The Si structures were used as molds for fabrication of gold tipped pillar arrays using a liquid silicone prepolymer, Poly(dimethylsiloxane) (Dow Corning Sylgard). The PDMS was mixed with its curing agent, poured over the mold and cured at 70 °C for 12 hours, in order to achieve a Young’s modulus of 2 ± 0.1 MPa. The PDMS was then peeled off in ethanol. The silane treatment previously applied to the Si allows both the PDMS and the gold to be removed easily. In addition, the titanium on top of the gold acts promotes adhesion of the metal to the PDMS. Therefore, the gold at the bottom of each hole is removed by the PDMS, resulting in gold-tipped pillars (Fig. 2i). Figure 4 shows a scanning electron micrograph of the PDMS pillars with the gold on their tips.
Using the process described above, samples were fabricated with a range of pillar diameters and pitches as well as different heights. The diameter of the holes varied from 1 to 5 µm to achieve different pillar stiffness range of the substrate.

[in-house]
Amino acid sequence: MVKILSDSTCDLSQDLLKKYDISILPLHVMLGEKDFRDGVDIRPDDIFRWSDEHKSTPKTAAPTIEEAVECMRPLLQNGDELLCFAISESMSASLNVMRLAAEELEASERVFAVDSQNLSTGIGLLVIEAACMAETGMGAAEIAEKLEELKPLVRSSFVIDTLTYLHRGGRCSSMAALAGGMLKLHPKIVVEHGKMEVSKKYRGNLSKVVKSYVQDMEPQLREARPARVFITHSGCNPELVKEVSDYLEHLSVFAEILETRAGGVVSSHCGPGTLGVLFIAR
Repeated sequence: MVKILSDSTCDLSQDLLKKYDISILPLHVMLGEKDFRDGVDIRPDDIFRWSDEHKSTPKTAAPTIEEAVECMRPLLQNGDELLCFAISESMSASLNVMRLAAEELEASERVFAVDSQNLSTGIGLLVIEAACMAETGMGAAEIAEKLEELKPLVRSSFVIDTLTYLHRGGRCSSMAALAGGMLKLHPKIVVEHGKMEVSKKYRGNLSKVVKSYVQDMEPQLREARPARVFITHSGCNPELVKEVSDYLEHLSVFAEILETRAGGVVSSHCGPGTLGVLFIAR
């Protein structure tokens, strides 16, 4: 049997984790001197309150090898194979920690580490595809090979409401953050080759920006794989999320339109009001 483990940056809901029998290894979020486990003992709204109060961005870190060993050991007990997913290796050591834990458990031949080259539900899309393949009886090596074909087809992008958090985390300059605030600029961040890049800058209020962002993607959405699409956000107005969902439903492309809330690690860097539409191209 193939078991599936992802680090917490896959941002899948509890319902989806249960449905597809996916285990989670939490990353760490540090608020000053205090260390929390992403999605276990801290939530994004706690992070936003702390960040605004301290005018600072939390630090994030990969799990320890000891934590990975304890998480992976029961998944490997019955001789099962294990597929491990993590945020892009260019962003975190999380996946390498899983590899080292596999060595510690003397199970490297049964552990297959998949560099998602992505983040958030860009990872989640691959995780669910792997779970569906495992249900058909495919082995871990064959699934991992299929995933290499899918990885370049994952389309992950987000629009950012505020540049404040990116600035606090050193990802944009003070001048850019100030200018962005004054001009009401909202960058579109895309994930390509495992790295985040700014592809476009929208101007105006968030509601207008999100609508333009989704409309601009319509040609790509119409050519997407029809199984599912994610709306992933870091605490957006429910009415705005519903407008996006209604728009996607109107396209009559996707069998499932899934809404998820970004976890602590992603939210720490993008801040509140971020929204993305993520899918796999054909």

Having gold on the tips of the pillars allows the use of thiol-based chemistry, which permits a quasi-covalent bond between a variety of molecules (e.g. fibronectin) and the gold-coated pillars.10 Long chain alkanethiol, HS(CH2)nX, adsorb from solution onto gold surfaces and form a densely packed monolayer. The specific interaction of the sulfur atom in the thiol binds strongly to the gold substrate, while a wide range of chemical functionalities can be designed into the other end of alkanethiol molecule by attaching different functional end-groups. In this work, we control the chemical functionality of the surface using a methyl group (CH3) tail. This group confers hydrophobicity to the substrate, which is used to adsorb fibronectin on the substrate. To this end, the Au-tipped PDMS pillar substrates were immersed in 2 mM ethanolic solution of HS-C18 thiol overnight at room temperature. The substrates were washed extensively with ethanol followed by PBS (Phosphate Buffered Saline) washes. Substrates were incubated in a solution of 0.1% Pluronics F127, a block copolymer of ethylene oxide and propylene oxide, in PBS (2h at room temperature) to passivate the rest of the areas against fibronectin and non-specific protein binding. Under these conditions, we obtained an array of gold-tipped PDMS pillars offering a surface prone to adsorb fibronectin on the top of the pillars, while the remaining areas were rendered non-adhesive by the Pluronic treatment. The substrates were immersed in 50 µg/ml fluorescently labeled fibronectin in PBS for one hour. As a control experiment, we incubated non-functionalized pillars with fluorescently labeled fibronectin under the same conditions.